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Coronary artery perforation treated with multiple bare metal stent implantation.

Baskurt M, Keskin K, Fazlıoğulları O, Ayça B, Kalyoncu M - Postepy Kardiol Interwencyjnej (2013)

Bottom Line: As a general rule severe perforations are treated with covered stents.Besides that, management of the antiplatelet and the anticoagulant therapy remains controversial.We believe that therapy should be individualized.

View Article: PubMed Central - PubMed

Affiliation: Cardiology Department, Medicana Hospitals Bahçelievler, Bahçelievler, Istanbul, Turkey.

ABSTRACT
Although coronary artery perforations are quite rare, when they occur, the consequences are devastating. Treatment options differ according to the type, location and severity of the perforation. As a general rule severe perforations are treated with covered stents. However, when implanting a covered stent is not an option as in our case due to various reasons, multiple bare metal stent implantation may be a good option. Besides that, management of the antiplatelet and the anticoagulant therapy remains controversial. We believe that therapy should be individualized.

No MeSH data available.


Related in: MedlinePlus

After second bare metal stent implantation, there is no more contrast extravasation into the pericardial space. This is evaluated as complete sealing of the coronary perforation
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Figure 0005: After second bare metal stent implantation, there is no more contrast extravasation into the pericardial space. This is evaluated as complete sealing of the coronary perforation

Mentions: Because of continuous leakage, we decided to implant a BMS at the perforation site since a covered stent was not available in the laboratory. A 3.0 mm × 16 mm Liberte BMS was implanted at 16 atm which diminished the leakage (Figure 4). In order to seal the perforation completely, a second 3.0 mm × 16 mm Liberte BMS was implanted at 16 atm at the same site. Control angiography showed no extravasation (Figure 5). After that the patient exhibited shortness of breath and his blood pressure dropped from 130/70 mm Hg to 70/40 mm Hg along with tachycardia. Emergent echocardiography revealed 0.7 cm pericardial effusion with right heart compromise. This was considered as cardiac tamponade. Immediate puncture and drainage of 50 ml pericardial hematoma with a 6 Fr sheath corrected blood pressure, tachycardia and dyspnea. One last shot showed no signs of perforation and the patient transferred to the coronary care unit for further therapy leaving the sheath in place in case of tamponade recurrence.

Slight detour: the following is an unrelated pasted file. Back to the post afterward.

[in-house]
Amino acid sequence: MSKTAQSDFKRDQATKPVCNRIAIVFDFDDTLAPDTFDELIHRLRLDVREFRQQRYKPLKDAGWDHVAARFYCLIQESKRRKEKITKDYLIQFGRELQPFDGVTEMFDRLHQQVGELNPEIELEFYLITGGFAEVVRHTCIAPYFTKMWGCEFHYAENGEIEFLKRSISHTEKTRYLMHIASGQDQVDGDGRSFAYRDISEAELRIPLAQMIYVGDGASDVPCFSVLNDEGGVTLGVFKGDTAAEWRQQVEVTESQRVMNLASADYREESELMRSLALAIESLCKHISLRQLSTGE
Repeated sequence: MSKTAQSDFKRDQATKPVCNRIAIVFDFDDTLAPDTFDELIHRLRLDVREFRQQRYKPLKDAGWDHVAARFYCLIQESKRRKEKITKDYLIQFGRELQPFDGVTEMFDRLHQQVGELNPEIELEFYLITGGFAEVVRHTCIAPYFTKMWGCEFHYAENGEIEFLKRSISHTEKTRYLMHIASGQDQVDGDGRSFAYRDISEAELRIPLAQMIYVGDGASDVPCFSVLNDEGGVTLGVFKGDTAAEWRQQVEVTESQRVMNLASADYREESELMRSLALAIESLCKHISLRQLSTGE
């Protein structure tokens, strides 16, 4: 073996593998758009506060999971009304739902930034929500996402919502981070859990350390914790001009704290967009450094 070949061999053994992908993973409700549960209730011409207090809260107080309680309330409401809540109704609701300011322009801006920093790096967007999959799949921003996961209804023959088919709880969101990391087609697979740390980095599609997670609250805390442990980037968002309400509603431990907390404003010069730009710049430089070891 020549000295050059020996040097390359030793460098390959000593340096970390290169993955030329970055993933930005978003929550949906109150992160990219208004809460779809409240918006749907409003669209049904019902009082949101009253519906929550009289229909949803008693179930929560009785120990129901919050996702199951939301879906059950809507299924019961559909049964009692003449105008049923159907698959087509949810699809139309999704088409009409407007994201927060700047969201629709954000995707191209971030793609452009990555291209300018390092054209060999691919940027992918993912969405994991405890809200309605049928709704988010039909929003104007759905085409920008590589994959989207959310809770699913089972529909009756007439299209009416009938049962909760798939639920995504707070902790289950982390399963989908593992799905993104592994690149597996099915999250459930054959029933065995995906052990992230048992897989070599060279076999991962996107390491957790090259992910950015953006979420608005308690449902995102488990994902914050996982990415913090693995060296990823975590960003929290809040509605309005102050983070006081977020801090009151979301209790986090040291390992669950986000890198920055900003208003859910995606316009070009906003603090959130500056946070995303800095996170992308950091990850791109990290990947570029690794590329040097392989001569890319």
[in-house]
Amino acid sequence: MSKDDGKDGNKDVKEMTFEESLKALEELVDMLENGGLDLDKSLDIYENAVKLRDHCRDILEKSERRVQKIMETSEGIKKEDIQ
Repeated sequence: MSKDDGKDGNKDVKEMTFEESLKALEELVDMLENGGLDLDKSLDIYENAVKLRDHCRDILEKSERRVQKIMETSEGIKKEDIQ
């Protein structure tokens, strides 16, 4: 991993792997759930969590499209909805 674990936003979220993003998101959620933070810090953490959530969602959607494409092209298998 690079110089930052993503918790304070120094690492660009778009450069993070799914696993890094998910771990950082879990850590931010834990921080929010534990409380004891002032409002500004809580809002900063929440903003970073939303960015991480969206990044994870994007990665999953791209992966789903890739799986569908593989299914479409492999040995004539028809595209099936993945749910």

Coronary artery perforation treated with multiple bare metal stent implantation.

Baskurt M, Keskin K, Fazlıoğulları O, Ayça B, Kalyoncu M - Postepy Kardiol Interwencyjnej (2013)

After second bare metal stent implantation, there is no more contrast extravasation into the pericardial space. This is evaluated as complete sealing of the coronary perforation
© Copyright Policy - open-access
Related In: Results  -  Collection

License
Show All Figures
getmorefigures.php?uid=PMC3927117&req=5

Figure 0005: After second bare metal stent implantation, there is no more contrast extravasation into the pericardial space. This is evaluated as complete sealing of the coronary perforation
Mentions: Because of continuous leakage, we decided to implant a BMS at the perforation site since a covered stent was not available in the laboratory. A 3.0 mm × 16 mm Liberte BMS was implanted at 16 atm which diminished the leakage (Figure 4). In order to seal the perforation completely, a second 3.0 mm × 16 mm Liberte BMS was implanted at 16 atm at the same site. Control angiography showed no extravasation (Figure 5). After that the patient exhibited shortness of breath and his blood pressure dropped from 130/70 mm Hg to 70/40 mm Hg along with tachycardia. Emergent echocardiography revealed 0.7 cm pericardial effusion with right heart compromise. This was considered as cardiac tamponade. Immediate puncture and drainage of 50 ml pericardial hematoma with a 6 Fr sheath corrected blood pressure, tachycardia and dyspnea. One last shot showed no signs of perforation and the patient transferred to the coronary care unit for further therapy leaving the sheath in place in case of tamponade recurrence.

Bottom Line: As a general rule severe perforations are treated with covered stents.Besides that, management of the antiplatelet and the anticoagulant therapy remains controversial.We believe that therapy should be individualized.

View Article: PubMed Central - PubMed

Affiliation: Cardiology Department, Medicana Hospitals Bahçelievler, Bahçelievler, Istanbul, Turkey.

ABSTRACT
Although coronary artery perforations are quite rare, when they occur, the consequences are devastating. Treatment options differ according to the type, location and severity of the perforation. As a general rule severe perforations are treated with covered stents. However, when implanting a covered stent is not an option as in our case due to various reasons, multiple bare metal stent implantation may be a good option. Besides that, management of the antiplatelet and the anticoagulant therapy remains controversial. We believe that therapy should be individualized.

No MeSH data available.


Related in: MedlinePlus